The Wahkiakum County Eagle - Established as The Skamokawa Eagle in 1891

Covid-19 update

County case count hits 81; over 900 vaccinations done

 

February 4, 2021



On Tuesday, Wahkiakum Health and Human Services reported that six more Wahkiakum County residents had tested positive for covid-19, bringing the total to 81. Of those, 16 are considered active.

When Washington State went into shut down in March 2020, the average number of new cases per day was 193. In January 2021, the average number of new cases per day was 1,987.

“Everybody is whining about not opening up fast enough and these are our numbers,” Bischoff said. “What has changed? Our tolerance has changed. The disease has gotten worse through many of its variants, and its ability to spread. It is as fatal as it has ever been, almost percentage wise, once we got past the point of knowing how to treat it.”

Bischoff has been looking at the demographics of covid-19 in the county for the last two months. Working from the 73 cases reported as of January 20, 88 percent are considered recovered. As far as WHHS knows, two people have been hospitalized, and none have died.

People between the ages of 40-59 had the largest percentage of cases, numbered at 30. There were 17 cases in people aged 20-39, 15 cases in people aged 60-79, 10 cases in youths aged 0-19, and one person over the age of 80 had the virus.

As far as gender, 38 women tested positive, with men close behind at 35.

The cases were also broken down by zip code. There were 58 cases in the Cathlamet zip code, six in the Skamokawa zip code, four in the Rosburg zip code, three in the Naselle zip code, and two in the Grays River zip code.

Vaccinations

WHHS has given over 900 first doses of the vaccine to county residents, Bischoff said, reaching about 19.5 percent of the population. They have given some of the doses to emergency medical personnel outside of the county as a gesture of goodwill, but 90 percent of the vaccines have gone to local people.

As of Tuesday, WHHS had zero first doses of the vaccine on hand and had not yet received confirmation that another hundred doses would arrive this week.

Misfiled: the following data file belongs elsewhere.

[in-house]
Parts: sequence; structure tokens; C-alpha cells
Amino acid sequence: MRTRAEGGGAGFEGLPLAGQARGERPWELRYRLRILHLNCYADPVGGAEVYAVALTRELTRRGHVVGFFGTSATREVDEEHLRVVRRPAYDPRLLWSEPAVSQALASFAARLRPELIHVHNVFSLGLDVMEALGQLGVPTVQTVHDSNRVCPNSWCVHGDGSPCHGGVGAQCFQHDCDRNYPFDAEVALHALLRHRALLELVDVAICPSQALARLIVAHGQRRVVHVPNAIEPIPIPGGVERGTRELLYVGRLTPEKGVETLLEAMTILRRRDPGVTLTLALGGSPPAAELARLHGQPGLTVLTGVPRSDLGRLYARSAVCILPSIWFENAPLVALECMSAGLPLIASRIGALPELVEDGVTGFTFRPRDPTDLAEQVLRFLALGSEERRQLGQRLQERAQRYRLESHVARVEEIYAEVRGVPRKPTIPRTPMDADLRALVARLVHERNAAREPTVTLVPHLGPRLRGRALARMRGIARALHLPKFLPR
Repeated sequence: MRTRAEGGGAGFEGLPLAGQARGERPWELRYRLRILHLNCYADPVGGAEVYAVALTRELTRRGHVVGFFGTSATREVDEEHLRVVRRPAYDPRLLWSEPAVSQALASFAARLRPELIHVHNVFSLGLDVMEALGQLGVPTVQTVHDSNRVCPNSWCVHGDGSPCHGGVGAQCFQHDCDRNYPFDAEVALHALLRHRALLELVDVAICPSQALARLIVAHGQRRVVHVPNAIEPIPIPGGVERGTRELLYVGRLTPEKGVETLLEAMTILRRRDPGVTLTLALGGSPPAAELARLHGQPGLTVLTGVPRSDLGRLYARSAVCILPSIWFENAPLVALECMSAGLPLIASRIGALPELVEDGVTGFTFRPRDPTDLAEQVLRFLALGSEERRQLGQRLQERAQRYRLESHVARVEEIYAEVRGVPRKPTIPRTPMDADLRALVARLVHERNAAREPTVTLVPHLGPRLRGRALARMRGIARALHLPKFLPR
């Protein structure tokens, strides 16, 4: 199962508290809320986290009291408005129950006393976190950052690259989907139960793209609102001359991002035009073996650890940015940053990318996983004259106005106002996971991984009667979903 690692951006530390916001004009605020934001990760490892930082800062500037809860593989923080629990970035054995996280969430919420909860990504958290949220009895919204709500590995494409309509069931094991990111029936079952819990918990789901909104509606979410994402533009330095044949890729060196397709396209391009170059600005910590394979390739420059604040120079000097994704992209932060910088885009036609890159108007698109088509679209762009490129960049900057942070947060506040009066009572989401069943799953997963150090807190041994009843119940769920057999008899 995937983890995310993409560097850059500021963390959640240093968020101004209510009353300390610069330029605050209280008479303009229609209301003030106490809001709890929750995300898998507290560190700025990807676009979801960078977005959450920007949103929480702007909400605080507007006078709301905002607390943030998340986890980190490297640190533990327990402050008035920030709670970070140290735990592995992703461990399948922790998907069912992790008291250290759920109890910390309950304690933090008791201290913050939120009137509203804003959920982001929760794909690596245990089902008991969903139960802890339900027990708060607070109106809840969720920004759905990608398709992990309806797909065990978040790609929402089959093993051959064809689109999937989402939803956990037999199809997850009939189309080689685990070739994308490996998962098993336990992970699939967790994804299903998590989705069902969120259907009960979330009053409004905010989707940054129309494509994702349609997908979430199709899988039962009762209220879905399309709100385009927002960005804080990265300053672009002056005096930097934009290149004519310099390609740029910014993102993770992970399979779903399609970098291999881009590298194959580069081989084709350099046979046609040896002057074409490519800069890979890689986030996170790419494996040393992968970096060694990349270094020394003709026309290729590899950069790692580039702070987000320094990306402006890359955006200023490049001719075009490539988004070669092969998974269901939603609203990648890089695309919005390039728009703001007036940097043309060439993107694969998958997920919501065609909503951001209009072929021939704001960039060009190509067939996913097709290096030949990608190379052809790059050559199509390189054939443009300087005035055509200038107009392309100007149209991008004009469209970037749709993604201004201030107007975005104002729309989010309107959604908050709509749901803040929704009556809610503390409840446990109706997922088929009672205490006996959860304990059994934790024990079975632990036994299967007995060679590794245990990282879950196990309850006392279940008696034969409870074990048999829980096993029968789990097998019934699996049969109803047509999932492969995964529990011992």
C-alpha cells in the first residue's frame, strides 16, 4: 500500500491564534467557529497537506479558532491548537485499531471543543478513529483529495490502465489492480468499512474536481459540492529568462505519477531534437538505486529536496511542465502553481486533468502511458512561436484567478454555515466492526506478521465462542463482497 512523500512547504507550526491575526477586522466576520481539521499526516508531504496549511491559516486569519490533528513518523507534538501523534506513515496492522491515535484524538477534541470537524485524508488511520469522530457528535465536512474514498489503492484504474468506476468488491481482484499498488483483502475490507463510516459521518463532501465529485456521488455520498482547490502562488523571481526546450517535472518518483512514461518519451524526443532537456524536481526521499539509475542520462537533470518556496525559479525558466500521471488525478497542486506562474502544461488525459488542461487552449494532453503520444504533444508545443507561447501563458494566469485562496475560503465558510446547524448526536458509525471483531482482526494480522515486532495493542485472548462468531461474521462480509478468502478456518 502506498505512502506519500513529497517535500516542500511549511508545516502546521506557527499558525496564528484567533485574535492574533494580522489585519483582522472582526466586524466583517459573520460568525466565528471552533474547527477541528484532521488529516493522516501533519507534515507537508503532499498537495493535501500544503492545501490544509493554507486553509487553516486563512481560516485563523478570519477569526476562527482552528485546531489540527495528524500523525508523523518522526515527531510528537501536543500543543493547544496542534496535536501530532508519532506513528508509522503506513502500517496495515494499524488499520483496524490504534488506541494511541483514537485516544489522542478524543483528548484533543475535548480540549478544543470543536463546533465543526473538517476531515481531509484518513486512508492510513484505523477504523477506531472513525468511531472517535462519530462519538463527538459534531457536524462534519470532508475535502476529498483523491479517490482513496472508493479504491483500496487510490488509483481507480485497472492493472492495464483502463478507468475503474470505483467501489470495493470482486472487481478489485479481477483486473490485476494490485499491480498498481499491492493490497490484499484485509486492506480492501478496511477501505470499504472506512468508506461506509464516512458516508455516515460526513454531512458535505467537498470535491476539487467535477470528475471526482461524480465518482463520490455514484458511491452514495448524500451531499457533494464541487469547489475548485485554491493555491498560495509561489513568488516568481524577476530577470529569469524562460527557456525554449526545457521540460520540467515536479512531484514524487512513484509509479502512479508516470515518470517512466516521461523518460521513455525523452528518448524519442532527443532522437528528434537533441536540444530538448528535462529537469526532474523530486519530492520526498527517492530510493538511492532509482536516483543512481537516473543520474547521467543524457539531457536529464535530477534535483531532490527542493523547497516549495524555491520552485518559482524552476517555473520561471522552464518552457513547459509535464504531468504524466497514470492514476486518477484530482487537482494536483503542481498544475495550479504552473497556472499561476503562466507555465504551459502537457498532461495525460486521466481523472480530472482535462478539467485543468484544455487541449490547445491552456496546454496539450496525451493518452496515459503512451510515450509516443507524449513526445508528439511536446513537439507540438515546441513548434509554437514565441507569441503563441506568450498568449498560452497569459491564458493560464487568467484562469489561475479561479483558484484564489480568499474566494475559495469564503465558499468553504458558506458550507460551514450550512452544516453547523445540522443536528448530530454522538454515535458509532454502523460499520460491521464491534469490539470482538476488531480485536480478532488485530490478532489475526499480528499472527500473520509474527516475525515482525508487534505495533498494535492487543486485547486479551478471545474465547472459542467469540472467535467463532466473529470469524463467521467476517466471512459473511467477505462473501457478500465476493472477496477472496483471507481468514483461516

“We are eagerly anticipating that they will continue to give us vaccine,” Bischoff said, “hopefully. Second doses are auto-ordered, so we already have our second doses for this upcoming week.”

WHHS is continuing to provide vaccines as they receive them to the people 65 and older who have called to get on the list. People in this category may register for a vaccination by calling the health department at 360-849-4041.

“The list is still long enough to keep us busy pretty close to the end of February,” Bischoff said, “if we still keep getting 100 doses per week.”

When everyone 65 and older is vaccinated, they will move on to folks with underlying conditions and people over 50 who live in multi-generational households. However, they are not yet taking names for those categories, so don’t call yet.

Phase 1 of the Roadmap to Recovery Plan

“We are still in Phase 1,” Bischoff said. “Two regions have moved into Phase 2, the Puget Sound region, which is essentially King County and Pierce County and what is known as the West Region, which is Pacific, Lewis, Thurston, and Grays County.”

“Our cases per day were too much till very recently in Wahkiakum, but we are probably fine now,” Bischoff said, “But Cowlitz and Clark are not fine.”

There have been a few changes to the plan, and one of them is why the Puget Sound Region and the West Region were able to move to Phase 2.

Earlier, a region had to meet all four of the following metrics to move to Phase 2: show a decreasing trend in the 14 day rate of new covid-19 cases per 100,000 population, a decreasing trend in 14 day rate of new covid-19 hospital admissions per 100,000 population, an average seven day occupancy of ICU staffed beds less than 90 percent, and a seven day percent positivity of covid 19 tests less than 10 percent.